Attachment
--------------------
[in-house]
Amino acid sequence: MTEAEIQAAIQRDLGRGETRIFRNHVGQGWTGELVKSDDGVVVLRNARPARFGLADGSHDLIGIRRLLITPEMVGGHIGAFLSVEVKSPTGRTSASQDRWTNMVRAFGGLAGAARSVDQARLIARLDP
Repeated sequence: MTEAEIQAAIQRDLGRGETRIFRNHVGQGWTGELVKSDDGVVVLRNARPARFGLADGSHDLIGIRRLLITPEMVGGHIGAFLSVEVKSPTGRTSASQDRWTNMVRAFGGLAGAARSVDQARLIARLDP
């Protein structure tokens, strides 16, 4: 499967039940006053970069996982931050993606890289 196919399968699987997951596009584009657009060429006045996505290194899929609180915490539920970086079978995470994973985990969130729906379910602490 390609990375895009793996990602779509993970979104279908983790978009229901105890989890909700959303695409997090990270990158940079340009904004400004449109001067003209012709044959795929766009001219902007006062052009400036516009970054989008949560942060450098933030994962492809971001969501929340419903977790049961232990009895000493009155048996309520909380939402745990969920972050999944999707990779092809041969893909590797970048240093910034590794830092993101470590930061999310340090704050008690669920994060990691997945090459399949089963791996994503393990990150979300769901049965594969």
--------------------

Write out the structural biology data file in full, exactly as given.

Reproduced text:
[in-house]
Amino acid sequence: MTEAEIQAAIQRDLGRGETRIFRNHVGQGWTGELVKSDDGVVVLRNARPARFGLADGSHDLIGIRRLLITPEMVGGHIGAFLSVEVKSPTGRTSASQDRWTNMVRAFGGLAGAARSVDQARLIARLDP
Repeated sequence: MTEAEIQAAIQRDLGRGETRIFRNHVGQGWTGELVKSDDGVVVLRNARPARFGLADGSHDLIGIRRLLITPEMVGGHIGAFLSVEVKSPTGRTSASQDRWTNMVRAFGGLAGAARSVDQARLIARLDP
């Protein structure tokens, strides 16, 4: 499967039940006053970069996982931050993606890289 196919399968699987997951596009584009657009060429006045996505290194899929609180915490539920970086079978995470994973985990969130729906379910602490 390609990375895009793996990602779509993970979104279908983790978009229901105890989890909700959303695409997090990270990158940079340009904004400004449109001067003209012709044959795929766009001219902007006062052009400036516009970054989008949560942060450098933030994962492809971001969501929340419903977790049961232990009895000493009155048996309520909380939402745990969920972050999944999707990779092809041969893909590797970048240093910034590794830092993101470590930061999310340090704050008690669920994060990691997945090459399949089963791996994503393990990150979300769901049965594969």